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Data centres become carbon tax scare-story

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Given that the IT business swallows nearly three percent of Australia’s power output, it’s hardly surprising that the industry is viewing the country’s coming carbon tax with some trepidation.

All IT users should at very least count up their kilowatt-hours and look at actually using the power-saving technologies that come free with most hardware, since Connection Research says the aggregate power demand of Australia’s computers is as much as seven percent of total electricity consumption.

With almost dead-boring predictability, the advent of the carbon tax has even led to the nearly-xenophobic prediction that our data will move offshore en masse (Australians keep pretending we’re internationalized and cosmopolitan, an image we drop like a live grenade the instant someone says “business will move offshore”).

It’s true that electricity is the main input to the data centre business, and at more than 18 percent of ICT emissions, (Connection Research) of the country’s power, it’s a power hog. Its consumption is outsized compared to the economic scale of the industry.

Back in February, Pacnet predicted that the combined data centre markets of Australia and New Zealand would reach $AU1.1 billion by 2016. When it reaches that point, it will be around 0.1 percent of Australia’s trillion-dollar GDP: we could shift the entire data centre business offshore next week and barely notice.

But that’s not going to happen: some data will remain here because it will be illegal to shift it offshore, and some data centres will adjust, because good design and intelligent management can slash the data centre power bill.

So why aren’t we already there? Again calling on data from Connection Research, we devote 2.7 percent of total power generation to ICT, compared to an international norm of around 2 percent, and a fair slice of that relative inefficiency is probably attributable to data centres.

One reason is a simple lack of incentive: until recently, electricity was relatively cheap, and that influenced data centre design. It was cheaper to use more power than to buy better technology.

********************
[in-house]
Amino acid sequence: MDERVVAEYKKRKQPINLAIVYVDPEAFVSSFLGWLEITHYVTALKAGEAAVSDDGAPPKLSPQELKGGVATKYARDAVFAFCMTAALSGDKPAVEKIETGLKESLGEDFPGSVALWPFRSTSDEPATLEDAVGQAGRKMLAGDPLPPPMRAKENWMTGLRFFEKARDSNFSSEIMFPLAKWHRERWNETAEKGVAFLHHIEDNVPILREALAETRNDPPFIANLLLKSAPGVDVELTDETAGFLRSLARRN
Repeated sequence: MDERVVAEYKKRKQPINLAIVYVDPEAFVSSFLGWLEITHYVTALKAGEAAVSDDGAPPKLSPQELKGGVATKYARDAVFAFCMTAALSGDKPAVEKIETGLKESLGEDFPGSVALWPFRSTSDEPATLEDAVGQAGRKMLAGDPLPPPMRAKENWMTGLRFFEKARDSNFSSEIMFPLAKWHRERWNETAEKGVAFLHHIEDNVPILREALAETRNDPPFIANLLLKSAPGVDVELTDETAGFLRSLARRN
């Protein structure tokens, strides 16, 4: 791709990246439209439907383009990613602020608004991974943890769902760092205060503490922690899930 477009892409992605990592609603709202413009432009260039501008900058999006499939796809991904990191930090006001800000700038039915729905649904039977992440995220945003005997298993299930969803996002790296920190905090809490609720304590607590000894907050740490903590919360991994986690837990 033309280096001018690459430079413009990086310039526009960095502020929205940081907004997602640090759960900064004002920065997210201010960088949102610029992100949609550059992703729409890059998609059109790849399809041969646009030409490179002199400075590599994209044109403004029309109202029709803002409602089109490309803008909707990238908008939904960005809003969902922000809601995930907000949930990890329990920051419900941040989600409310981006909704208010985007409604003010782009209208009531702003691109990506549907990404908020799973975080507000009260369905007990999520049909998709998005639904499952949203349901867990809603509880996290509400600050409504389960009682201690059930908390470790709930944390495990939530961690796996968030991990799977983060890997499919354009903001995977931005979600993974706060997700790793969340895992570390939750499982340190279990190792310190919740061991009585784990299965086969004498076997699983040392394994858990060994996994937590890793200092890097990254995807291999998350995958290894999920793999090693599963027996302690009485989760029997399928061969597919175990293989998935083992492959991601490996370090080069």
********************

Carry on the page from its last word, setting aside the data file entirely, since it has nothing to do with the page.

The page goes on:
Power prices were already rising

It’s worth noting that electricity prices have already been rising sharply, particularly in NSW. Those rises (as much as 18.1 percent in 2011 alone), attributed to transmission infrastructure upgrades rather than environmental policy, far outrun the ten percent price rise predicted when the carbon tax comes into effect.

On that score, the idea that the carbon tax is going to force data offshore is already debunked: the price rise for commercial customers (who have negotiating power) is unlikely to match the household ten percent price rise, and much larger rises in recent years haven’t sent our data to Singapore. There has, in fact, been a continuing data centre boom in the face of those price increases.

Something that hides underneath the shiny public image of the data centre industry is that most data centres are fairly old (and therefore inefficient), and a great many of them aren’t purpose-built wonders of civil engineering, but are small rack-rooms in cheap real estate.

That probably hints at where the hammer will fall: if a small data centre combines inefficiency today with a lack of capital for upgrades, it will suffer more than a newer facility that’s backed by sufficient capital to pursue energy efficiency.

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